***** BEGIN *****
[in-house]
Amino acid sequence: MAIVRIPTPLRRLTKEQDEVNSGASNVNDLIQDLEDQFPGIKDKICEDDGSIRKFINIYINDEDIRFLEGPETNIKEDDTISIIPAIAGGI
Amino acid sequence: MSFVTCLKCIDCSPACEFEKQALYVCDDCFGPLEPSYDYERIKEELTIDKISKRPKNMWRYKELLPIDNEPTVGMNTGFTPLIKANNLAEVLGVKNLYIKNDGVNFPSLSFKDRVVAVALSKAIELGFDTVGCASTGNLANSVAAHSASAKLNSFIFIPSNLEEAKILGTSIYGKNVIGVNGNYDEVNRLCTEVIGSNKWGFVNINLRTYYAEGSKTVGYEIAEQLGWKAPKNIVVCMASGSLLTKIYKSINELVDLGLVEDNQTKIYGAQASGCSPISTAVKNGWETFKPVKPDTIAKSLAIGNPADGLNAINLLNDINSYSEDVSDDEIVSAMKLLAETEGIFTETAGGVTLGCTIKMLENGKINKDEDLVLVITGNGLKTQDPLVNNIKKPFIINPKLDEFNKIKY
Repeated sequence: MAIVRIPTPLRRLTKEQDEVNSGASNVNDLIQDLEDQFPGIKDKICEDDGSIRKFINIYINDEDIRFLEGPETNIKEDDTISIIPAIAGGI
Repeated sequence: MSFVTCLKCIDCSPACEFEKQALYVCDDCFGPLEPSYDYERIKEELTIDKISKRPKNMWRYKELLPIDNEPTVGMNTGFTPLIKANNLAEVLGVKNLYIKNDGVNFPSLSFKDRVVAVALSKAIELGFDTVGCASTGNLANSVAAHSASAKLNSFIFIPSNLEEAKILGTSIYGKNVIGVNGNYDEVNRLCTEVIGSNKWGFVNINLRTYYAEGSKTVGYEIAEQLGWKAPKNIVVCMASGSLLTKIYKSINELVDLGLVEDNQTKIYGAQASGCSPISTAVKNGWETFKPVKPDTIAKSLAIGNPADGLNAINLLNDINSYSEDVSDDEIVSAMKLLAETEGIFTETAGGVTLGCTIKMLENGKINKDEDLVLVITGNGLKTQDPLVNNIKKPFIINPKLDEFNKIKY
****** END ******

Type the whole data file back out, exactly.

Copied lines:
[in-house]
Amino acid sequence: MAIVRIPTPLRRLTKEQDEVNSGASNVNDLIQDLEDQFPGIKDKICEDDGSIRKFINIYINDEDIRFLEGPETNIKEDDTISIIPAIAGGI
Amino acid sequence: MSFVTCLKCIDCSPACEFEKQALYVCDDCFGPLEPSYDYERIKEELTIDKISKRPKNMWRYKELLPIDNEPTVGMNTGFTPLIKANNLAEVLGVKNLYIKNDGVNFPSLSFKDRVVAVALSKAIELGFDTVGCASTGNLANSVAAHSASAKLNSFIFIPSNLEEAKILGTSIYGKNVIGVNGNYDEVNRLCTEVIGSNKWGFVNINLRTYYAEGSKTVGYEIAEQLGWKAPKNIVVCMASGSLLTKIYKSINELVDLGLVEDNQTKIYGAQASGCSPISTAVKNGWETFKPVKPDTIAKSLAIGNPADGLNAINLLNDINSYSEDVSDDEIVSAMKLLAETEGIFTETAGGVTLGCTIKMLENGKINKDEDLVLVITGNGLKTQDPLVNNIKKPFIINPKLDEFNKIKY
Repeated sequence: MAIVRIPTPLRRLTKEQDEVNSGASNVNDLIQDLEDQFPGIKDKICEDDGSIRKFINIYINDEDIRFLEGPETNIKEDDTISIIPAIAGGI
Repeated sequence: MSFVTCLKCIDCSPACEFEKQALYVCDDCFGPLEPSYDYERIKEELTIDKISKRPKNMWRYKELLPIDNEPTVGMNTGFTPLIKANNLAEVLGVKNLYIKNDGVNFPSLSFKDRVVAVALSKAIELGFDTVGCASTGNLANSVAAHSASAKLNSFIFIPSNLEEAKILGTSIYGKNVIGVNGNYDEVNRLCTEVIGSNKWGFVNINLRTYYAEGSKTVGYEIAEQLGWKAPKNIVVCMASGSLLTKIYKSINELVDLGLVEDNQTKIYGAQASGCSPISTAVKNGWETFKPVKPDTIAKSLAIGNPADGLNAINLLNDINSYSEDVSDDEIVSAMKLLAETEGIFTETAGGVTLGCTIKMLENGKINKDEDLVLVITGNGLKTQDPLVNNIKKPFIINPKLDEFNKIKY